First off, if you don’t yet have my book, Done With The Crying, get it, read it, and do the exercises. People say it saved their sanity, helped them—finally—to move beyond the pain and sorrow, and to move forward in their own lives.

rejected parents

Rejected parents: Gain independence from the pain of estrangement

Here are six more tips for gaining your independence from the pain of estrangement, which may be the biggest shock of your life:

  • Get started. For some, just getting started in taking care of themselves can be difficult. This primer, Five Ways to Move On After an Adult Child’s Rejection , isn’t so much about moving on as it is about dealing with the thoughts and feelings that can keep you from moving at all.
  • Come to conclusions. Maybe you’re plagued by the Why? It’s a common stumbling block because, so often, parents aren’t told why. There’s simply a cutting-off, with no clear-cut answer. Here’s an article, written as I entered the fourth year of estrangement, that might help you come to a few conclusions. Settling on an answer, even if it’s incomplete, can help you gain independence from the question that can run on an endless loop.
  • Handle uncertainty. Another thing that keeps rejected parents from moving forward for themselves is that, as life moves on and events happen, they worry a son or daughter will have regrets or wait too long. But uncertainties are part of living, and adult children need to learn their own lessons. Learn to deal with uncertainty.
  • Get it out in the open— Our society has been conditioned to believe that adult children would not reject good parents. That’s one reason so many decent and loving, yet rejected parents feel shame and guilt that doesn’t reconcile with who they are or all they’ve stood for. It’s also why they might not talk about estrangement. Should you tell people? Taking small steps in that direction can break you free.
  • Get clear on hope. In estrangement circles, rejected parents often talk about hope, but that can be a two-edged sword. Are you hoping for something you can’t control? Are you bothered by lack of hope that you will ever reconcile? In Estrangement: What About Hope? you can start to clarify how hope can hurt or help.
  • Learn to cope. In the wake of estrangement, rejected parents are tasked with the question of how to cope. After estrangement, learn to cope. It starts with a decision.

Rejected parents: Gain independence

The articles linked within the blurbs above offer just a few of the ways rejected parents can gain independence from pain and suffering—and move toward a better future even after estrangement. If you’re a rejected parent, don’t get stuck telling yourself you can’t move forward until the estrangement ends. Instead, work at making your life great now. That way, you’ll be better off if or when reconciliation takes place later. Your happiness and fulfillment really can be independent of the estrangement. Get started by reading the articles linked above. Read or reread Done With The Crying and be sure to do the exercises. They really help.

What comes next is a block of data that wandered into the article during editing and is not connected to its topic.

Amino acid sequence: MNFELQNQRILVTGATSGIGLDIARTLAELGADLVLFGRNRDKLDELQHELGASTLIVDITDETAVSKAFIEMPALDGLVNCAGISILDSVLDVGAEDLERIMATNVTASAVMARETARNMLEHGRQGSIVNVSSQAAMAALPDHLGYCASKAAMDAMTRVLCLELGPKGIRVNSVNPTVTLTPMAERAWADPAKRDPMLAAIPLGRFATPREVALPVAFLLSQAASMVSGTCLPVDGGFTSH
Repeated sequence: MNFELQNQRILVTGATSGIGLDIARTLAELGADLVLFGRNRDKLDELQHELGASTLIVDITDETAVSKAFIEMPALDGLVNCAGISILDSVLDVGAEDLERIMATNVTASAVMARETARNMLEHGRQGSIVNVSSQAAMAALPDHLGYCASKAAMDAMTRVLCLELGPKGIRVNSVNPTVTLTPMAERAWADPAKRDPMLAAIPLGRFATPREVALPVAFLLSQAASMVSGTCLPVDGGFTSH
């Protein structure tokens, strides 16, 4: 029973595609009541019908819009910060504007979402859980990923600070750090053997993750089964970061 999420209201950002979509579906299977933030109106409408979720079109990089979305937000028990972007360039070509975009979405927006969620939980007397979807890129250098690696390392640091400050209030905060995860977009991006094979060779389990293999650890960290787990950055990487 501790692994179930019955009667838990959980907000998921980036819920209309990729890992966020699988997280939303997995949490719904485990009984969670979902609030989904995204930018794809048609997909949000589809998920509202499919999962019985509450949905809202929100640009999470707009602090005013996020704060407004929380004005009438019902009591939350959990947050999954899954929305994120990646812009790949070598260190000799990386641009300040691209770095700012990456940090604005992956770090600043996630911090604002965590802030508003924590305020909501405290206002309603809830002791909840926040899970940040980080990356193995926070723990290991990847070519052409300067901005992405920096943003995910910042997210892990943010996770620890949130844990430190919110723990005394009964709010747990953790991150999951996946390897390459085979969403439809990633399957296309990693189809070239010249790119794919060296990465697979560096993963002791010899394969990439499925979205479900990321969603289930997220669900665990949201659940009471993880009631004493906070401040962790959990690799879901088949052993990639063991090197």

For more articles, you can always click on the Latest Posts, or use the drop-down menus under “Answers to Common Questions” or “What Parents Can Do.” There’s also a search box that can help you locate information on specific topics.

Father’s Day: When Adult Children Turn Away

Fathers: When Adult Children Turn Away
by Sheri McGregor, M.A.

Most men don’t talk much about estrangement. At least that’s the consensus among a lot of the fathers who do reach out to me (and among their wives, too).

“There’s nothing I can do about it,” says George, father of a 42-year-old daughter who hasn’t spoken to him in years. “I don’t want to talk about something that makes me feel like a failure.”

fathers when adult children turn away

George’s own father wasn’t around much, so being a family man was important to him. He did all the things he thought was right. Attended school functions, worked hard for the family, and spent time with his daughter. They had a good relationship. “Yet here we are,” he says. “I know this isn’t because of me. I don’t have guilt, but I also can’t fix it.”

George’s pain over the estrangement makes him angry, too. “Because of my daughter’s choice, I can’t make my wife happy anymore. It’s just us two now, and the loss of our daughter and the three grandchildren we don’t know is always between us.” George tries to be supportive, but it’s difficult to see his wife so sad. “She used to be so cheerful,” he says. “Always humming. Always making plans.”

George distracts himself with work and hobbies. He tries to cheer up his wife, too. Sometimes, the trying backfires. “She thinks I don’t care about it all,” he says. “And I do.”

This Father’s Day, I hoped that providing George’s thoughts might provide a little insight. Maybe some fathers can relate. Maybe some father’s wives might better understand.

I hope to be sharing more about the experiences and feelings of fathers when adult children turn away. While it’s still mostly women who answer the surveys, lately, more fathers have been contacting me to share commentary, news, and feelings.

Meanwhile, here are a few more Father’s Day and other articles.

Fathers of estranged adult children, you’re not alone

Fortitude doesn’t mean “going it alone”

What about Father’s Day for fathers of estranged adult children

Cut off by adult children? You may feel lonely but you’re not alone

Why do they make contact now?